Educational toys in vogue in Germany

9th February 2005, Comments 0 comments

9 February 2005 , NUREMBERG - German parents, sobered by international studies showing their children falling behind in education, are now increasingly keen about educational games for their offsprings, executives said on Wednesday. On the eve of the giant 56th International Toy Fair in Nuremberg, fair chief executive Ernst Kick said the toy industry is putting big hopes on the educational games segment. But puzzles, moving toys and games for adults are also products which the German toy sector will hope a

9 February 2005 

NUREMBERG - German parents, sobered by international studies showing their children falling behind in education, are now increasingly keen about educational games for their offsprings, executives said on Wednesday.

On the eve of the giant 56th International Toy Fair in Nuremberg, fair chief executive Ernst Kick said the toy industry is putting big hopes on the educational games segment.

But puzzles, moving toys and games for adults are also products which the German toy sector will hope add more life to their business, Kick said.

He cited industry figures showing that of toy sales in Germany totalling some EUR 2.4 billion last year, more than half were accounted for by new products.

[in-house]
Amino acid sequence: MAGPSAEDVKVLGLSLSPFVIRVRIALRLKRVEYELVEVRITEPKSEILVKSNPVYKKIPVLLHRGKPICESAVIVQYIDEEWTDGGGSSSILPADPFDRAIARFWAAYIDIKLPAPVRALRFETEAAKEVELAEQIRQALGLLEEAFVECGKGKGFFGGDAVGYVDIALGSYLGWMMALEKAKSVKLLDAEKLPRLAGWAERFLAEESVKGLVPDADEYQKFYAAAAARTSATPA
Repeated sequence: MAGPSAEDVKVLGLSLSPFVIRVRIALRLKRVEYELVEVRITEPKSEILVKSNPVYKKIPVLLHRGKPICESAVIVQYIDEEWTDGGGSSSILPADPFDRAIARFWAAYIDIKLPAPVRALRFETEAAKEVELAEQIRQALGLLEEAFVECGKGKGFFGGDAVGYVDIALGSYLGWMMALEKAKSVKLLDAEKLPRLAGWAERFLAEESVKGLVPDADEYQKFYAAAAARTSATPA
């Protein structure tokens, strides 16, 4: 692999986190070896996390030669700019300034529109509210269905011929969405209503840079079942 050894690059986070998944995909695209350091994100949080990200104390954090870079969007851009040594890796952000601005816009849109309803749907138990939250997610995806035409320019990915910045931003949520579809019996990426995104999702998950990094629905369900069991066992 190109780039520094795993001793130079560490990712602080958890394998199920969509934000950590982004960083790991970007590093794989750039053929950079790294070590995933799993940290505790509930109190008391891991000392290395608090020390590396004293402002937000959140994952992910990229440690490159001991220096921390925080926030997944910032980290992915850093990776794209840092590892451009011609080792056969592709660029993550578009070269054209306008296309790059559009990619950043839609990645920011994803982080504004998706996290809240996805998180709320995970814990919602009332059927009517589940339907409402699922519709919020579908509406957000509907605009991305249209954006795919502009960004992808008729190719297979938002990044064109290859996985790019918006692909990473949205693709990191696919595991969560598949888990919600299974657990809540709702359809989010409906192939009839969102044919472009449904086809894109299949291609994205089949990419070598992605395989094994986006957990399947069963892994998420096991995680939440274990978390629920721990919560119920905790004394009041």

Kick's comments came in previewing the toy fair which this year will feature some 60,000 new products. A total of 2,747 toymakers from 65 countries are participating in this year's exhibition running 10-15 February.

Of the exhibitors, 63 percent are from abroad. The Nuremberg fair is expected to attract 78,000 industry visitors, half of them from abroad, according to Kick, making the show clearly the leader ahead of its competitors in New York and Hong Kong.

Meanwhile German officials released figures Wednesday underscoring the dominant role of Chinese and Hong Kong toymakers in Germany's market.

The Federal Statistics Office in Wiesbaden reported that in the first 11 months of 2004, German toy and games imports totalled EUR 2.3 billion, with 51 percent of the volume accounted for by China.

The office noted, however, that the German toy imports were down by 8.7 percent overall, with those from China falling by 8.7 percent from the same 11-month period of 2003.

According to the Hong Kong Trade Development Council, Hong Kong toymakers also saw their exports to Germany decline, with sales falling 4 percent to USD 606 million (EUR 475 million) in the 11-month period.

Germany, absorbing 6.6 percent of Hong Kong's toys, remained the fourth-largest foreign market for Hong Kong toymakers, after the United States (45.1 percent), Japan (10.8 percent) and Britain (6.7 percent), the HKTDC said.

DPA

Subject: German news

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